The Stratosphere: Overrated!

The Strat's location and lack of a clear draw make it a destination only for people on a tight budget who plan to spend their time elsewhere.

My trusty sidekick, Tony, got married in Las Vegas in mid April. The wedding was beautiful, the town was welcoming and — as they say — “a good time was had by all.”

Of course, as with all things Las Vegas, location is everything. I opted to pick the discount travel package on the theory that I’d only be in my hotel to sleep and shower. As such, I went with the cheapest deal I could find — five nights at the Stratosphere plus round-trip airfare from Grand Rapids, for a mere $740. And boy, did I ever get what I paid for. I suppose I should have known better, given the amount of time I’ve spent in Sin City, but ….

The Strat itself isn’t a bad place. The gaming floor is nice, the staff were pleasant (the maids even left thank-you notes for my tips) and check-in/check-out was a breeze. If you want to stay relatively close to the Strip, and don’t demand first-class accommodations, then this may well be the choice for you.

A few caveats, however —

  • There is a significant no-man’s land between the Stratosphere and the rest of the Strip. Right now, this is slightly ameliorated by the close proximity of the Sahara, with its access to the Monorail, but when Sahara closes in a few weeks … you will either need a car, or fare for taxis or the Deuce. Walking is an option only if you don’t mind passing empty trash-strewn lots or hordes of homeless people as you trek to the relative safety of the Strip south of Trump and Wynn/Encore.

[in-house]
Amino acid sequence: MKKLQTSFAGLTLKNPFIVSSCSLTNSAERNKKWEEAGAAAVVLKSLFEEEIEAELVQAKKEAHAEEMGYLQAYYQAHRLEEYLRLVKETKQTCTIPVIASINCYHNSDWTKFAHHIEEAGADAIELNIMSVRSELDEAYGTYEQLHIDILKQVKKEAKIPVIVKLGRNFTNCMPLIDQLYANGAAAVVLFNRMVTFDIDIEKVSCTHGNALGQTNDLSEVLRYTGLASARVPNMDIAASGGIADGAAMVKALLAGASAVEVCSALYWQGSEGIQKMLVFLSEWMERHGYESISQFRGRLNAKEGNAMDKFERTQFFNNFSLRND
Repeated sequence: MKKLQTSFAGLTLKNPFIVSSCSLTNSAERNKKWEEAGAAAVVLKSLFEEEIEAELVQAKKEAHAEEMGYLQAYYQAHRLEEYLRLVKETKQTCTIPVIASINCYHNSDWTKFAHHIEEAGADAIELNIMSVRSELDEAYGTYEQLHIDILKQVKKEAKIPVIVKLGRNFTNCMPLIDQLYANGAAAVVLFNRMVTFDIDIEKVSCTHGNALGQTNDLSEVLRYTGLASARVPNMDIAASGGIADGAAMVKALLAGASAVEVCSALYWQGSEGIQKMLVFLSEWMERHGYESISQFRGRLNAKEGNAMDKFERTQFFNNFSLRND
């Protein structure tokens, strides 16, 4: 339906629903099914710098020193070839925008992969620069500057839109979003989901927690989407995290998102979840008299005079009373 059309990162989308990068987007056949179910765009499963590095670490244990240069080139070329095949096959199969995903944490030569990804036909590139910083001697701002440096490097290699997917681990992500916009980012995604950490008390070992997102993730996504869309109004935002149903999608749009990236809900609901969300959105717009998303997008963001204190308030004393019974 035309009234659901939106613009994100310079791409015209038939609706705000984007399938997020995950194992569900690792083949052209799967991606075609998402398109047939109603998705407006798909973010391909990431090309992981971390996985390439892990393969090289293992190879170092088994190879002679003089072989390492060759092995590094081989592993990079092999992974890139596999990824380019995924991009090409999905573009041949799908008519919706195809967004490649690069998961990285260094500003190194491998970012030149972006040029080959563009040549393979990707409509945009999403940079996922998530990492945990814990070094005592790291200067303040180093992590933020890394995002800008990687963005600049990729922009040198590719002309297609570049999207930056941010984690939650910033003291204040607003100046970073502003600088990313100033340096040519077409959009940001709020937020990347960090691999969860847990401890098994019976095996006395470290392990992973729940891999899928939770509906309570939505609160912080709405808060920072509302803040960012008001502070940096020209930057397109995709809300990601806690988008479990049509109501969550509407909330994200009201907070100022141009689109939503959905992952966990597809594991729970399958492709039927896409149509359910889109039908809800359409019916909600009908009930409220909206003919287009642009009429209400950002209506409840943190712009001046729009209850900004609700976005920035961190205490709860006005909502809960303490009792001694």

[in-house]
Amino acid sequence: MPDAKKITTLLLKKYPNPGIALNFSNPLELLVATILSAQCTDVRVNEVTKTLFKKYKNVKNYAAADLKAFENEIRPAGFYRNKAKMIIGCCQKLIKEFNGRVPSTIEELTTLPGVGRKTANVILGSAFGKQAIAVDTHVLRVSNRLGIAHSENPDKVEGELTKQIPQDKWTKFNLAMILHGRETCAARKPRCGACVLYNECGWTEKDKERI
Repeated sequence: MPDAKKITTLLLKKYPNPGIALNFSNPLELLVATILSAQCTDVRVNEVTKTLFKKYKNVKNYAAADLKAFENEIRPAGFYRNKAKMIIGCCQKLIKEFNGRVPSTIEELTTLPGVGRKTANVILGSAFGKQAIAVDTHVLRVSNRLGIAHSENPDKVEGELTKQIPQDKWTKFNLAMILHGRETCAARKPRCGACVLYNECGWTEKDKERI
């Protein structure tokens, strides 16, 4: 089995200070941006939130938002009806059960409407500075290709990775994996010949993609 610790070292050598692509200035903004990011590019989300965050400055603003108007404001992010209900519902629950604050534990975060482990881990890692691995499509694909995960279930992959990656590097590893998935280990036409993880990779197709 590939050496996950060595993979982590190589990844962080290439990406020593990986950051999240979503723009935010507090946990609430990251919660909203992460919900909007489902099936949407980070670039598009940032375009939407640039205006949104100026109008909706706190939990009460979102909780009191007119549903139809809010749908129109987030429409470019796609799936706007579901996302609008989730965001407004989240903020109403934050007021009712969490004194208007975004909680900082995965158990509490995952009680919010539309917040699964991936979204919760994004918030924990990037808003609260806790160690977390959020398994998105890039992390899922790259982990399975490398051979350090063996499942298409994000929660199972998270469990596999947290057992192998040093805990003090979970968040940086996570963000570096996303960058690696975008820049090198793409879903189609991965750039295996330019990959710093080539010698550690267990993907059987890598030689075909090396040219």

• Shopping at Stratosphere leaves much to be desired. There is ample shopping on the second level, but it’s mostly no-name storefronts and places like Auntie Annie’s pretzel kiosks. There is a McDonald’s and a pizza joint but no really nice sit-down restaurant in the commercial space.
  • The room was roughly equivalent to a mid-market Holiday Inn. No real art or color, no amenities like a coffee maker, weak hot water, no free Wi-Fi, and the iron was cabled to the ironing board. Classy — just like the plastic water cups next to the complimentary ice bucket. Maid service was solid and not disruptive, but on two occasions I grabbed an ostensibly clean bath towel that smelled like a mix of stale smoke and sweetly rotting flesh.
  • Valet service was surprisingly slow during busy times. When there was no line, I had my car within two minutes; when the place was hopping, I could wait for as long as 15 minutes. I used valet everywhere on the Strip — Venetian, TI, Mirage, Mandalay Bay — and didn’t experience this diversity of service quality anywhere else.
  • The hotel walls were a bit thin — I could hear people in the hallway, and I was placed next to an employees-only room and they had a penchant for talking loudly at 8 a.m. Not cool.
  • I think I heard more Russian and German than English among the other guests. Kudos to the Stratosphere’s marketing team for cornering the Eastern European tourist market.

Bottom line: The Stratosphere isn’t a run-down property by any means but its location and lack of a clear draw make it a destination only for people on a tight budget who plan to spend their time elsewhere and prefer to rent a car.

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About jason

Jason is the principal of Gillikin Consulting, a business-media and ethics consultancy based in Grand Rapids, Mich.